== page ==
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Eviction Laws

The legal term for an eviction is known as an unlawful detainer.  It is a lawsuit that petitions the court to take away possession from the former owner and award possession to the bank or to the winning bidder at a foreclosure sale.  The process is faster than most other legal actions due to the fast track process placed on unlawful detainer actions. The eviction laws that govern the process and procedure of filing an unlawful detainer in court in California are provided to inform and educate the public and our clients.

In just about every necessary action that occurs in an unlawful detainer the time frame allowed is only 5 days to determine the appropriate response and the necessary time to file in court.  The system appears to be rigged against the occupant/defendant.  Most unlawful detainer actions are simply answered by a defendant or with no response at all.  The objective of an unlawful detainer is to petition the court to issue a Writ of Possession which is then enforced by the County Sheriff.  This will lead to a very short stay in the property with the moving day fast approaching.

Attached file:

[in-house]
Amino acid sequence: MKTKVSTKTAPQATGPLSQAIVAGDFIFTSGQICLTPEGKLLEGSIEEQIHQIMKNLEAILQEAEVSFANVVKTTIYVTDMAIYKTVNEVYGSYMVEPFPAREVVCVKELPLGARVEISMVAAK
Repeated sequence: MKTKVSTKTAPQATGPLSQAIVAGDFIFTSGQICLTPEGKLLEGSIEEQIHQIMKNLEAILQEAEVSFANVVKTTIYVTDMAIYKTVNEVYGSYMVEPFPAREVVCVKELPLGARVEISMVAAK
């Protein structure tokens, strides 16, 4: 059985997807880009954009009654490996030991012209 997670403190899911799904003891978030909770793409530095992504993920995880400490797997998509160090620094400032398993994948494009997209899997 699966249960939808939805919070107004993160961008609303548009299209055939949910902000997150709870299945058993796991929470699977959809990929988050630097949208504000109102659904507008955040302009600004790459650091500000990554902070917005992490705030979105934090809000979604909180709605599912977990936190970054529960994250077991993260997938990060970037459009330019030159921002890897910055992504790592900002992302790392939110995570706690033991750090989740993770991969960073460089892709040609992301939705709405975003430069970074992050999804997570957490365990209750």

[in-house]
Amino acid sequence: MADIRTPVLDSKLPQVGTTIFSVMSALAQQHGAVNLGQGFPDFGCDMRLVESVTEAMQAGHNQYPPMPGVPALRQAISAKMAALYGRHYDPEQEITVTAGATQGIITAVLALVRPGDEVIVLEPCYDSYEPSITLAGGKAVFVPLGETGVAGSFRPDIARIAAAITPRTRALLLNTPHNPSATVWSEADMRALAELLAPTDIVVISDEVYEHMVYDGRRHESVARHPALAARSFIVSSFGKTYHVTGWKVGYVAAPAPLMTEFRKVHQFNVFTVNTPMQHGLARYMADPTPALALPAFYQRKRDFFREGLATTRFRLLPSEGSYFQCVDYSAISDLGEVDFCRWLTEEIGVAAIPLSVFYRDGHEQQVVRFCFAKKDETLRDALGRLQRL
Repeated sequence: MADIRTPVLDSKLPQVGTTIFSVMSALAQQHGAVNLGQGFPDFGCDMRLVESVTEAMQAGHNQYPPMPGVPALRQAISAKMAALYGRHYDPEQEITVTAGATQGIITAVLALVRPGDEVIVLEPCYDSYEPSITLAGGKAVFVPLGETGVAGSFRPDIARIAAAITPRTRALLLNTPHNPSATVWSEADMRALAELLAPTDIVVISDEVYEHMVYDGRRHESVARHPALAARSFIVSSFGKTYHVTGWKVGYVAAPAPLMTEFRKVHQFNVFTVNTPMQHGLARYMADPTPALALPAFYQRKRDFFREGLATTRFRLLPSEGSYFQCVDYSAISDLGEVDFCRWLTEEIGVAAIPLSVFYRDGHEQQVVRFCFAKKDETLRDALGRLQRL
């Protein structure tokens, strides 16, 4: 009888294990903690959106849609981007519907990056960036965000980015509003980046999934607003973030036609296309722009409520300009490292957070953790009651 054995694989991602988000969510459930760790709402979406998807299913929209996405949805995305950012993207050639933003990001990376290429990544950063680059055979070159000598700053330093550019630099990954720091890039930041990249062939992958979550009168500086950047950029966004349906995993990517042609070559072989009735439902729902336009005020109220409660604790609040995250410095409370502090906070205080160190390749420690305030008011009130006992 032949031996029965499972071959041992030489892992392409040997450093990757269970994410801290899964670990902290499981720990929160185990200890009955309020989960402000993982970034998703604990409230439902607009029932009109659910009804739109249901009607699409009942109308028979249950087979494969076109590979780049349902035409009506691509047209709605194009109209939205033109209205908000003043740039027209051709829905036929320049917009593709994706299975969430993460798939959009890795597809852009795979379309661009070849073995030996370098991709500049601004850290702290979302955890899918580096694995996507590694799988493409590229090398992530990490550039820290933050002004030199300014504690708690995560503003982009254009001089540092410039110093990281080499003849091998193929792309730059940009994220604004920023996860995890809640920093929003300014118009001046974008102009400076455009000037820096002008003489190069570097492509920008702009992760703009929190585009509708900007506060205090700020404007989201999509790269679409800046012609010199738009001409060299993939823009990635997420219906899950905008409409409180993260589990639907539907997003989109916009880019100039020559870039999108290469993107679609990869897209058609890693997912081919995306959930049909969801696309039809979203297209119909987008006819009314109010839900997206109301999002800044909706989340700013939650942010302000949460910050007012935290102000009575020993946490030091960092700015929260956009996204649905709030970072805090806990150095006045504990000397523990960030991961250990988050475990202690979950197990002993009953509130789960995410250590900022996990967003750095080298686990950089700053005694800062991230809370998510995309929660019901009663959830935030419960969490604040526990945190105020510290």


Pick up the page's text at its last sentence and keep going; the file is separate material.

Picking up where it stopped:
The eviction laws in California that allows the bank or the winning bidder at a foreclosure sale to petition the courts for possession of the property.

This is allowed by several California laws. The two main laws are:

Civil Code 2924

This law provides that a bank or a buyer is entitled to immediate possession following the completion of a  foreclosure sale in California.  The only requirement is that title must be properly perfected by the plaintiff by recording a signed and notarized Trustee’s Deed Upon Sale at the County Recorder’s office. This is all that is required prior to initiating an unlawful detainer process.

Code of Civil Procedure 1161a

This code grants the new owner of a property following a foreclosure sale to only be required to provide a 3 day notice to quit to the former owner.

Code of Civil Procedure 1160

This code provides rights to tenants residing in a property that has been foreclosed upon.  The law states that a tenant must be given a 60 day notice to vacate.

Protecting Tenants at Foreclosure Act of 2009

Protecting Tenants at Foreclosure Act of 2009 – OCC Manual

This a Federal law that provides additional rights and defenses to tenants and occupants occupying the property subject to an unlawful detainer process.

Our company works within California laws, Federal laws and from case laws as determined by prior court rulings to fight the court action in numerous ways leading to months of delaying the unlawful detainer from going to trial.

Call us for a free confidential evaluation of your specific situation.
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